madfilkentist (madfilkentist) wrote in appassionata_,

"Farewell to the Piano"

Around the middle 20th century and perhaps earlier, a piece called "Farewell to the Piano," allegedly Beethoven's last composition, was popular in collections of easy piano music. I've been convinced for many years that the claim to its being his last composition, at the least, was bogus. It isn't mentioned in any reputable literature on Beethoven that I've seen, and it doesn't sound like late Beethoven. It could be an early work. It's also sometimes known as "Glaube, Liebe und Hoffnung" or "Abschiedsgedanken."

Today I tried searching for information on it for the first time in years. The information isn't fully clear, but apparently the authorship of the piece is itself dubious.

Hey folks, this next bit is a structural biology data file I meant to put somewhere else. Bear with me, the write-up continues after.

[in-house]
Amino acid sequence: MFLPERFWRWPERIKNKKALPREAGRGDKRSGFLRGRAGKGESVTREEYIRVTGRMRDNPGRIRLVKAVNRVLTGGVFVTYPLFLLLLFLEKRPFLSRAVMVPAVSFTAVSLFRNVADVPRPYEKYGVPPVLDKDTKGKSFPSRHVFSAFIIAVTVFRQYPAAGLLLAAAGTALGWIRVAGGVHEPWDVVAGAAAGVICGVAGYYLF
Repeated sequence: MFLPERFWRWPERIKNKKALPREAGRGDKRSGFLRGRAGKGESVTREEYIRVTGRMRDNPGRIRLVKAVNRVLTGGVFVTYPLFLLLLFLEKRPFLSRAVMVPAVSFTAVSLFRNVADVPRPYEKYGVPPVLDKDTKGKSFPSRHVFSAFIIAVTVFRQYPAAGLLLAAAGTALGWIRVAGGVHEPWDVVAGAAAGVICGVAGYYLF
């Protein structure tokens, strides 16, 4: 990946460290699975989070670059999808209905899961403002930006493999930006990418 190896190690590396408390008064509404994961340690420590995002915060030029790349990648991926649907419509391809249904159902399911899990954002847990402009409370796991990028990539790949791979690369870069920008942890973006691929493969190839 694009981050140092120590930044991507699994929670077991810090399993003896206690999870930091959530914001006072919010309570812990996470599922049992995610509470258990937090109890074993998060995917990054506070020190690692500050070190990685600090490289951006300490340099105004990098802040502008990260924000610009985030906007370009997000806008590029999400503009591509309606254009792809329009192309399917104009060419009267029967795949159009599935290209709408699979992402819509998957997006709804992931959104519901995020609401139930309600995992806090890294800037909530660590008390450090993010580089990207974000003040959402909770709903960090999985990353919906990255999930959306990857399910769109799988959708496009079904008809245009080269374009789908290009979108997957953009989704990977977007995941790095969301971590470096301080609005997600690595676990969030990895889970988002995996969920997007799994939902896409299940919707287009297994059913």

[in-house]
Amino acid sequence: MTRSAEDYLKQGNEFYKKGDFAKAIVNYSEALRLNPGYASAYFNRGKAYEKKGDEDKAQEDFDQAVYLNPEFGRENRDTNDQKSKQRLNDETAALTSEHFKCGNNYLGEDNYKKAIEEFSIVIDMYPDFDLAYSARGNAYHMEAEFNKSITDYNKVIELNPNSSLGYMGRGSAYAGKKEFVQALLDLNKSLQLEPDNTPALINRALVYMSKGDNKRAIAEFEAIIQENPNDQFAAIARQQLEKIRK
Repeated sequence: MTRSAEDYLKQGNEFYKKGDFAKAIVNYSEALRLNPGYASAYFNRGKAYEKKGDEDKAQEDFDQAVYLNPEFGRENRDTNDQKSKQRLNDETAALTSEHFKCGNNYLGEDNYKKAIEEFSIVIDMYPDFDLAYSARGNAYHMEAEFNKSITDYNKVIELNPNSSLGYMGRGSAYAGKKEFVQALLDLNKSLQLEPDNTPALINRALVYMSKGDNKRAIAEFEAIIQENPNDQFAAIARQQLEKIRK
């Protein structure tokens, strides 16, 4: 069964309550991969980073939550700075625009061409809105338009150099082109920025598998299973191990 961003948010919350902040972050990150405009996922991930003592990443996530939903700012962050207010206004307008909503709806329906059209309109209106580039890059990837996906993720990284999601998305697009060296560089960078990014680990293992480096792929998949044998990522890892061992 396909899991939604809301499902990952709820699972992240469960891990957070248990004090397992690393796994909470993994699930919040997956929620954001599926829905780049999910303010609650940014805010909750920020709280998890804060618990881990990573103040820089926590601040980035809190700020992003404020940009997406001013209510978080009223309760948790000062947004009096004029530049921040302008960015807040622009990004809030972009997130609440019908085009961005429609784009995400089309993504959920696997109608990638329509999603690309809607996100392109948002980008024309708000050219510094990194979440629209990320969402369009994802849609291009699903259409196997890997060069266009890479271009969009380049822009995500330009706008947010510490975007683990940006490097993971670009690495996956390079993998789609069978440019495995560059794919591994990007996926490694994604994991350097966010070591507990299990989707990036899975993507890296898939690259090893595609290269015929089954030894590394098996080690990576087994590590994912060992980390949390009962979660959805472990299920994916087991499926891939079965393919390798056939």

One page lists it as WoO. 15, but other sources assign that number to a set of six Ländler. The piece could be considered a Ländler, so maybe it's one of the set. I think of it as a minuet, and others have called it a waltz. In Beethoven's time the waltz and Ländler hadn't clearly separated.

Digging further I found this on Google Books:
It is very possible that the Beethoven piece received its title through a mistake in translation. The work appeared first in 1838, in an edition of a Berlin publisher named Crantz. It was then entitled "Glaube, Liebe, und Hoffnung. Abschiedsgedanken. Walzer für Pianoforte." This means "Faith, Love, and Hope, Parting Thoughts. Waltz for Piano." It is a rather long title for a simple work, but perhaps the "Parting Thoughts" of Crantz were changed into "Farewell," and later on into the present title.

I don't know if anyone else cares, but I'm glad to finally have learned that much.
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